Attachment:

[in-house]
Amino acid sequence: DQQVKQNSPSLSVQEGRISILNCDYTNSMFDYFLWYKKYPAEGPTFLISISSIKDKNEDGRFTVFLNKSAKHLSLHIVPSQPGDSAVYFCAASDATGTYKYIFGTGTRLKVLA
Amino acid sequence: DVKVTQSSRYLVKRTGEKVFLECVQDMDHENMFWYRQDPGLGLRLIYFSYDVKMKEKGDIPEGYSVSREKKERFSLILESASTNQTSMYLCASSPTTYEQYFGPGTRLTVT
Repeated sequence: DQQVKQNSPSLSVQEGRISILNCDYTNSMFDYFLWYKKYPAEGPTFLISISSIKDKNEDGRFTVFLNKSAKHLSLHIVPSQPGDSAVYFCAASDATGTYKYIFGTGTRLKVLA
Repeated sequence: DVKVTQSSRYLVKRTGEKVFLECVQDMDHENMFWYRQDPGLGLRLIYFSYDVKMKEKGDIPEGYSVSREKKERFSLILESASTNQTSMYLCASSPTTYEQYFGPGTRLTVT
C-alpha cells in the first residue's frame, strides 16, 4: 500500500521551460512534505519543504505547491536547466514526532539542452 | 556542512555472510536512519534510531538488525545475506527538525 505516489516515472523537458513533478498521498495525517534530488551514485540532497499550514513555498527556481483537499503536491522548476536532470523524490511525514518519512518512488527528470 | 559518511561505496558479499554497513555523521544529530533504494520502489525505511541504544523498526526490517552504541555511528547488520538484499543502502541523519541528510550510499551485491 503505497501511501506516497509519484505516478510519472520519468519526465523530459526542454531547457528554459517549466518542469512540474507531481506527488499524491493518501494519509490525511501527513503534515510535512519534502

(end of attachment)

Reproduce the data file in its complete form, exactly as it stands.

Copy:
[in-house]
Amino acid sequence: DQQVKQNSPSLSVQEGRISILNCDYTNSMFDYFLWYKKYPAEGPTFLISISSIKDKNEDGRFTVFLNKSAKHLSLHIVPSQPGDSAVYFCAASDATGTYKYIFGTGTRLKVLA
Amino acid sequence: DVKVTQSSRYLVKRTGEKVFLECVQDMDHENMFWYRQDPGLGLRLIYFSYDVKMKEKGDIPEGYSVSREKKERFSLILESASTNQTSMYLCASSPTTYEQYFGPGTRLTVT
Repeated sequence: DQQVKQNSPSLSVQEGRISILNCDYTNSMFDYFLWYKKYPAEGPTFLISISSIKDKNEDGRFTVFLNKSAKHLSLHIVPSQPGDSAVYFCAASDATGTYKYIFGTGTRLKVLA
Repeated sequence: DVKVTQSSRYLVKRTGEKVFLECVQDMDHENMFWYRQDPGLGLRLIYFSYDVKMKEKGDIPEGYSVSREKKERFSLILESASTNQTSMYLCASSPTTYEQYFGPGTRLTVT
C-alpha cells in the first residue's frame, strides 16, 4: 500500500521551460512534505519543504505547491536547466514526532539542452 | 556542512555472510536512519534510531538488525545475506527538525 505516489516515472523537458513533478498521498495525517534530488551514485540532497499550514513555498527556481483537499503536491522548476536532470523524490511525514518519512518512488527528470 | 559518511561505496558479499554497513555523521544529530533504494520502489525505511541504544523498526526490517552504541555511528547488520538484499543502502541523519541528510550510499551485491 503505497501511501506516497509519484505516478510519472520519468519526465523530459526542454531547457528554459517549466518542469512540474507531481506527488499524491493518501494519509490525511501527513503534515510535512519534502